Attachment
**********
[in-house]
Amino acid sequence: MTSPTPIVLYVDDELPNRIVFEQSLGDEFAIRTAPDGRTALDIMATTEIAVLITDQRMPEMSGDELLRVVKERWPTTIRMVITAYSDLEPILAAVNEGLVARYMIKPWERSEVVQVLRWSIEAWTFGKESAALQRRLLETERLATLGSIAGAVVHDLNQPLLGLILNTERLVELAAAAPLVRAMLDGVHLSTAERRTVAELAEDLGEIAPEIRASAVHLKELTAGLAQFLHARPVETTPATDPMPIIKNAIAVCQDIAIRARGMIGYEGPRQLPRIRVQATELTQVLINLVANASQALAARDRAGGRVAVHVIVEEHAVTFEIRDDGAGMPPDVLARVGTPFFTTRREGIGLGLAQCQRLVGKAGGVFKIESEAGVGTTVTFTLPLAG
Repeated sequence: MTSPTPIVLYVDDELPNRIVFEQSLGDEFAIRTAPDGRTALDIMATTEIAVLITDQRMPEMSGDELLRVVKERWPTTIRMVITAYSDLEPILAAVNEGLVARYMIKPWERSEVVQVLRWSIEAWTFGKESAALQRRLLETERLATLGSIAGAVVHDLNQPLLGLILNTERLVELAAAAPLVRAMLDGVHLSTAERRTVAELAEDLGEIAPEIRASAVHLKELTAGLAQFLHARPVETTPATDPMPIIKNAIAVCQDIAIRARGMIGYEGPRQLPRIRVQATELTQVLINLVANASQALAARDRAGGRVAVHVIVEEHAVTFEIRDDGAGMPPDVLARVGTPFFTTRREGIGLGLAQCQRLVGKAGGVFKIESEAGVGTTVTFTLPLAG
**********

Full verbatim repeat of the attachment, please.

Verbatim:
[in-house]
Amino acid sequence: MTSPTPIVLYVDDELPNRIVFEQSLGDEFAIRTAPDGRTALDIMATTEIAVLITDQRMPEMSGDELLRVVKERWPTTIRMVITAYSDLEPILAAVNEGLVARYMIKPWERSEVVQVLRWSIEAWTFGKESAALQRRLLETERLATLGSIAGAVVHDLNQPLLGLILNTERLVELAAAAPLVRAMLDGVHLSTAERRTVAELAEDLGEIAPEIRASAVHLKELTAGLAQFLHARPVETTPATDPMPIIKNAIAVCQDIAIRARGMIGYEGPRQLPRIRVQATELTQVLINLVANASQALAARDRAGGRVAVHVIVEEHAVTFEIRDDGAGMPPDVLARVGTPFFTTRREGIGLGLAQCQRLVGKAGGVFKIESEAGVGTTVTFTLPLAG
Repeated sequence: MTSPTPIVLYVDDELPNRIVFEQSLGDEFAIRTAPDGRTALDIMATTEIAVLITDQRMPEMSGDELLRVVKERWPTTIRMVITAYSDLEPILAAVNEGLVARYMIKPWERSEVVQVLRWSIEAWTFGKESAALQRRLLETERLATLGSIAGAVVHDLNQPLLGLILNTERLVELAAAAPLVRAMLDGVHLSTAERRTVAELAEDLGEIAPEIRASAVHLKELTAGLAQFLHARPVETTPATDPMPIIKNAIAVCQDIAIRARGMIGYEGPRQLPRIRVQATELTQVLINLVANASQALAARDRAGGRVAVHVIVEEHAVTFEIRDDGAGMPPDVLARVGTPFFTTRREGIGLGLAQCQRLVGKAGGVFKIESEAGVGTTVTFTLPLAG